Microsoft Research launches WorldWide Telescope, Scoble cries

Microsoft Research has just launched WorldWide Telescope, turning your computer into a virtual telescope.

Harrison Hoffman
Harrison Hoffman is a tech enthusiast and co-founder of LiveSide.net, a blog about Windows Live. The Web services report covers news, opinions, and analysis on Web-based software from Microsoft, Google, Yahoo, and countless other companies in this rapidly expanding space. Hoffman currently attends the University of Miami, where he studies business and computer science. Disclosure.
Harrison Hoffman
2 min read

You probably have heard about Microsoft Research's WorldWide Telescope referred to as "the thing that made Robert Scoble cry". Today, the world finally gets to check out what all the buzz is about.

WorldWide Telescope is a desktop application for Windows which does exactly what you would think. It essentially turns your computer into a telescope. You can choose from a variety of options from roaming the universe freely, to guided tours of various celestial features. You can join communities of stargazers and also connect your own telescope to your computer and control it with this application. Another option is to change your source of imagery to gain a different perspective.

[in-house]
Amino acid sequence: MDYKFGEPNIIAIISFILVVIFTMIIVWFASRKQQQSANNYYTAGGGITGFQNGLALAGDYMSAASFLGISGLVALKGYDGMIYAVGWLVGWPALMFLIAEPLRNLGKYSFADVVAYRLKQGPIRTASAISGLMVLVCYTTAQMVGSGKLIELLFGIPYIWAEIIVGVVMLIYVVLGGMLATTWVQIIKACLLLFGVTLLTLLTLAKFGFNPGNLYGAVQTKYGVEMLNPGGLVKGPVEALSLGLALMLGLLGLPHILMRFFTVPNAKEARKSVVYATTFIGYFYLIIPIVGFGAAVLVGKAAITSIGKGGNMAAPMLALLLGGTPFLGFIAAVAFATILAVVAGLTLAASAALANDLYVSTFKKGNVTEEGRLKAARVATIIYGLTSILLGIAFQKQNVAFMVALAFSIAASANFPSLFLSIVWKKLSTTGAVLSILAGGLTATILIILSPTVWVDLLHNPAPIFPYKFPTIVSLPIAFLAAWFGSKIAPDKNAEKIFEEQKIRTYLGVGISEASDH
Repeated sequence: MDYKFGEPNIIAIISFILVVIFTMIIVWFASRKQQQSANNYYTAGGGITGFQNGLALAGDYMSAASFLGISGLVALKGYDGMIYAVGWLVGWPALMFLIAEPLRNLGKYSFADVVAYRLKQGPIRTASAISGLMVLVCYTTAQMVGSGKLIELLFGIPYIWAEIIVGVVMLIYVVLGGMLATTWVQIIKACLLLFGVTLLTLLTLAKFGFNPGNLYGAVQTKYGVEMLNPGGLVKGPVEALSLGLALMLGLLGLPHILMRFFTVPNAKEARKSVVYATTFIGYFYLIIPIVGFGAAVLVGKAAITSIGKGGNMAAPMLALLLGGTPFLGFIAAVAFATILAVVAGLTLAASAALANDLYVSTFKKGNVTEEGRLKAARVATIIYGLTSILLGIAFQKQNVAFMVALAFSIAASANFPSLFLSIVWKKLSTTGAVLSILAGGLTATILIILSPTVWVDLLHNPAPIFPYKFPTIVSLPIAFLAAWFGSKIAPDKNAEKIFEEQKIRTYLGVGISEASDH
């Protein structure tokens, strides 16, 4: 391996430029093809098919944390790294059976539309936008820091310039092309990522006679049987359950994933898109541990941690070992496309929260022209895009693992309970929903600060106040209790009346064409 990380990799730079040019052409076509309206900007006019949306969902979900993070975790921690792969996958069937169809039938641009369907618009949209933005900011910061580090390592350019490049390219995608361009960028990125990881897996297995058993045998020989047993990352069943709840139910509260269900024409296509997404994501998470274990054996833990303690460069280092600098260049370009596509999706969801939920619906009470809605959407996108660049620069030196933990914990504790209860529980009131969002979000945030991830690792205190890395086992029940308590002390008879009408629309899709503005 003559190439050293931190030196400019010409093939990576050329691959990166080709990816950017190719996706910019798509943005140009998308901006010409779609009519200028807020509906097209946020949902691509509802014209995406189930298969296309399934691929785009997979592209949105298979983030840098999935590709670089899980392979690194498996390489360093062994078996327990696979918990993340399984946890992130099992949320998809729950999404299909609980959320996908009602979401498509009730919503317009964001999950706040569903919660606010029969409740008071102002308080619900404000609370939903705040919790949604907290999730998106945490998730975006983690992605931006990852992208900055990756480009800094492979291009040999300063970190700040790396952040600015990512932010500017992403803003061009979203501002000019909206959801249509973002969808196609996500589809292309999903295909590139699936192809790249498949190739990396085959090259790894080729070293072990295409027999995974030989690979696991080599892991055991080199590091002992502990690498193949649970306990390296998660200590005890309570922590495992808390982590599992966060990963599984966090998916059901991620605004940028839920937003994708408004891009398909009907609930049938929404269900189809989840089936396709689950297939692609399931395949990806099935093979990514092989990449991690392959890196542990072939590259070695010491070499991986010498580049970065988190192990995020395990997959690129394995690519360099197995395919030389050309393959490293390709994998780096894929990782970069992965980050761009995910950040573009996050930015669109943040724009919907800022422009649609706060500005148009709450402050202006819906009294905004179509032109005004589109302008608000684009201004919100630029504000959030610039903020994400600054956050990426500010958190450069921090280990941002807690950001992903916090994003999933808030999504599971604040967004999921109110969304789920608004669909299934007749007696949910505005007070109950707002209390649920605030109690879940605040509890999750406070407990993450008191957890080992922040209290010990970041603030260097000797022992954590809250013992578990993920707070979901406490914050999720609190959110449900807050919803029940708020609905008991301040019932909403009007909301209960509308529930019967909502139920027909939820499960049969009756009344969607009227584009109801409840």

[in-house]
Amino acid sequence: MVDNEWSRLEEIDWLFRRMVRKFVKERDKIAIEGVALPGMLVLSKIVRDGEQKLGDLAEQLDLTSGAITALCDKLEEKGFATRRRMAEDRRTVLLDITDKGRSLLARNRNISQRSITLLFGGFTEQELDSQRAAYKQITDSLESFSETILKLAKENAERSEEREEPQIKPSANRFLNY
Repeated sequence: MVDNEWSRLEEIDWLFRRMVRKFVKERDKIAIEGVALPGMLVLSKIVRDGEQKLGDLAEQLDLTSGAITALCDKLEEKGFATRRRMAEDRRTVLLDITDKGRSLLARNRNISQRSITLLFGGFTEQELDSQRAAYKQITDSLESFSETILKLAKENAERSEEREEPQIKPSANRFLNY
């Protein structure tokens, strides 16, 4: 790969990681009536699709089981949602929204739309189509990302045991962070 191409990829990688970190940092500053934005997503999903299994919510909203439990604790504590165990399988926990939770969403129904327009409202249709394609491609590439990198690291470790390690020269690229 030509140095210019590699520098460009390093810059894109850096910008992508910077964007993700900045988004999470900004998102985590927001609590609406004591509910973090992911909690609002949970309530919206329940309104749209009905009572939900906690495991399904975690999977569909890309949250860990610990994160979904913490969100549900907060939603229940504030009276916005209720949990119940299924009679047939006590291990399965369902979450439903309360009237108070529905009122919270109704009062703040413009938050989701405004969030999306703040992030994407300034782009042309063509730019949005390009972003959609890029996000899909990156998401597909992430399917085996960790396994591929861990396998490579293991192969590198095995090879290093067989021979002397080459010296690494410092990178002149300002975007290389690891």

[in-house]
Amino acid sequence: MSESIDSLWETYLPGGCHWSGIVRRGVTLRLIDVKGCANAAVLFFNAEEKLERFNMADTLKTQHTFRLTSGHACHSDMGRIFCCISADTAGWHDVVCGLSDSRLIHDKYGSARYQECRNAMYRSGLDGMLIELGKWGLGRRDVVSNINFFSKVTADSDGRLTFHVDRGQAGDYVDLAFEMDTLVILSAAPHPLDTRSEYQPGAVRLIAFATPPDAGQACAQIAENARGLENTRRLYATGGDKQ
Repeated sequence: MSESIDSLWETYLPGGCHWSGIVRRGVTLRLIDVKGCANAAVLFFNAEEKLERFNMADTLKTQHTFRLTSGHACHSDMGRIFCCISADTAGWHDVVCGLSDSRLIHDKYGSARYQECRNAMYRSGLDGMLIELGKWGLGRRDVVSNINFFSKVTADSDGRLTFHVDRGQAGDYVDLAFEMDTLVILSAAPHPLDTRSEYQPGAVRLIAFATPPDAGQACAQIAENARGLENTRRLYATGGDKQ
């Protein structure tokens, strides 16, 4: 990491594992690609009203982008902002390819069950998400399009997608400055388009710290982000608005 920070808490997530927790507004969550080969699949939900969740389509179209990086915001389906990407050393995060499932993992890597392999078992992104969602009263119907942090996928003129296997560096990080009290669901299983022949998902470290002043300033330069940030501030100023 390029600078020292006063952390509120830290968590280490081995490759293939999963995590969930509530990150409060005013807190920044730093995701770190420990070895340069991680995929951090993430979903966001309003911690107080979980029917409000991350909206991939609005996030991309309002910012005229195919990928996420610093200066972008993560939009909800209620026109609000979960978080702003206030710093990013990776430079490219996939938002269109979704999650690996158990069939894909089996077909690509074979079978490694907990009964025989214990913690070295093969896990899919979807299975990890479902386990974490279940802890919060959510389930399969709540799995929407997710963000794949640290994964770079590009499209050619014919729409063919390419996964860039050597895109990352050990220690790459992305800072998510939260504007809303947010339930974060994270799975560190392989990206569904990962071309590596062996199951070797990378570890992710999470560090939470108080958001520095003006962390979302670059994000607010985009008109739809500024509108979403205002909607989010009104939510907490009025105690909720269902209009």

This application really shines in the guided tours which let you sit back and observe while the application zooms and pans around the stars with someone narrating in the background. The narrators range from an 8 year old boy talking about The Ring Nebula to a Harvard astrophysicist talking about dust.

Microsoft WorldWide Telescope

WorldWide Telescope is an extremely feature packed and complex application. The complexity of this application might turn some off because it certainly seems to be overwhelming at first. I'm glad that Microsoft decided to keep this wealth of features and options in the application, despite the potential usability problems. Having so many different controls really gives people the ability to delve deeper into specific areas of interest.

The imagery in WorldWide Telescope is absolutely breathtaking and it's a truly unique feeling to fly around in space and take a look at what's around us. I have only scratched the surface of what this application is capable of and I'm already impressed. There is a whole lot to see here and the volume and quality of content and guided tours will only improve as time goes on.